|Impact of river discharge, upwelling and vertical mixing on the nutrient loading and productivity of the Canadian Beaufort Shelf |
(Article) Publié: Biogeosciences, vol. 11 p.4853-4868 (2014)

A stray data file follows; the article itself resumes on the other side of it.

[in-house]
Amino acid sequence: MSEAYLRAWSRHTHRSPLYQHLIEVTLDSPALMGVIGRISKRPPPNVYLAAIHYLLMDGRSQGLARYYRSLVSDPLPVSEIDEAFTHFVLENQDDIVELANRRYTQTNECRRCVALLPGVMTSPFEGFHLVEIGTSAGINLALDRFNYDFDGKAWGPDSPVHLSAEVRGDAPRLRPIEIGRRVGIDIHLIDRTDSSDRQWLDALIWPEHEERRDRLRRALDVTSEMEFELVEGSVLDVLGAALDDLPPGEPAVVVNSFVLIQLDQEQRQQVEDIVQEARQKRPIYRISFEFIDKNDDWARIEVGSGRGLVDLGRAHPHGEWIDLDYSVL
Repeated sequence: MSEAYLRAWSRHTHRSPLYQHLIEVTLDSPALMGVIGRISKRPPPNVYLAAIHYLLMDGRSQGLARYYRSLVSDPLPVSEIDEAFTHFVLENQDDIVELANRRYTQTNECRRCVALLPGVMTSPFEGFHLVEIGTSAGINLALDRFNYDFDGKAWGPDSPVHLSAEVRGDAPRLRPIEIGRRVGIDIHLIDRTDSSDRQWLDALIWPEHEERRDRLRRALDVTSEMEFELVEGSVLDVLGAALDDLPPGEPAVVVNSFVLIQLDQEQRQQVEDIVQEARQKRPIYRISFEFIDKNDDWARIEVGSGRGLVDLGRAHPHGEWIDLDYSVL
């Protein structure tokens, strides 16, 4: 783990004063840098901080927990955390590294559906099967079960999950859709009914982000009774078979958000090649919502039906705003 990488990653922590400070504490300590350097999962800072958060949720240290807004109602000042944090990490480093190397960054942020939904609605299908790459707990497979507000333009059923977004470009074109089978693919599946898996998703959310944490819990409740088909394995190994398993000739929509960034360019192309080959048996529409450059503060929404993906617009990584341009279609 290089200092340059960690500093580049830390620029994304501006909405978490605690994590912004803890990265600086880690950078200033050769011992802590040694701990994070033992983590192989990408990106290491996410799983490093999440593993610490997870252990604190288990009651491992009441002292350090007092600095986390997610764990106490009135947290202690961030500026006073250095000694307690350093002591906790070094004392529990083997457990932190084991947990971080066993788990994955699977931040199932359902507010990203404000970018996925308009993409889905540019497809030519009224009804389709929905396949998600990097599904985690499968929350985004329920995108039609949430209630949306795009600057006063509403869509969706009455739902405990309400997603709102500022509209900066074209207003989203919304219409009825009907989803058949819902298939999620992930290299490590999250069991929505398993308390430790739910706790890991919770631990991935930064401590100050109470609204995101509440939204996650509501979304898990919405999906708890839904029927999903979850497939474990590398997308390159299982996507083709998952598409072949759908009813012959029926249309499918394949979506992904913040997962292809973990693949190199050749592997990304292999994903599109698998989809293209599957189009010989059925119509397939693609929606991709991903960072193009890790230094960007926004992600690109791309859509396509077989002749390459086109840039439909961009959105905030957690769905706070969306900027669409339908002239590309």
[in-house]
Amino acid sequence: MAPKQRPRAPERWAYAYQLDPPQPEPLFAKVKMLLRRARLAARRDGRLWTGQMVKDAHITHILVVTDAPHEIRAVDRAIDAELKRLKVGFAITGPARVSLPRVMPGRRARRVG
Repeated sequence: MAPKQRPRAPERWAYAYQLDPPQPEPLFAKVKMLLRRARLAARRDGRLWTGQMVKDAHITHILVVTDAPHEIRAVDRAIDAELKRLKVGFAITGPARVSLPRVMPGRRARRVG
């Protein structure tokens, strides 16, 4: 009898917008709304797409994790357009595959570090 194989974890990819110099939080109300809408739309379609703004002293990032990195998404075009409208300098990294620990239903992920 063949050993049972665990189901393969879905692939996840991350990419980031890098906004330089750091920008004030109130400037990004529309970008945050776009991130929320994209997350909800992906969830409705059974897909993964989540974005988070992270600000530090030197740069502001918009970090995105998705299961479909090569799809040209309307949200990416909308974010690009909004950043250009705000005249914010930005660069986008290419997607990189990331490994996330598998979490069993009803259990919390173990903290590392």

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The concentrations and elemental stoichiometry of particulate and dissolved pools of carbon (C), nitrogen (N), phosphorus (P) and silicon (Si) on the Canadian Beau-fort Shelf during summer 2009 (MALINA program) were assessed and compared with those of surface waters provided by the Mackenzie river as well as by winter mixing and up-welling of upper halocline waters at the shelf break. Neritic surface waters showed a clear enrichment in dissolved and particulate organic carbon (DOC and POC, respectively), nitrate , total particulate nitrogen (TPN) and dissolved organic nitrogen (DON) originating from the river. Silicate as well as bulk DON and DOC declined in a near-conservative manner away from the delta's outlet, whereas nitrate dropped non-conservatively to very low background concentrations inside the brackish zone. By contrast, the excess of soluble reac-tive P (SRP) present in oceanic waters declined in a non-conservative manner toward the river outlet, where concentrations were very low and consistent with P shortage in the Mackenzie River. These opposite gradients imply that the admixture of Pacific-derived, SRP-rich water is necessary to allow phytoplankton to use river-derived nitrate and to a lesser extent DON. A coarse budget based on concurrent estimates of primary production shows that river N deliveries support a modest fraction of primary production when considering the entire shelf, due to the ability of phytoplankton to thrive in the subsurface chlorophyll maximum beneath the thin, nitrate-depleted river plume. Away from shallow coastal bays, local elevations in the concentration of primary production and dissolved organic constituents were consistent with upwelling at the shelf break. By contrast with shallow winter mixing, nutrient deliveries by North American rivers and upwelling relax surface communities from N limitation and permit a more extant utilization of the excess SRP entering through the Bering Strait. In this context, increased nitrogen supply by rivers and upwelling potentially alters the vertical distribution of the excess P exported into the North Atlantic.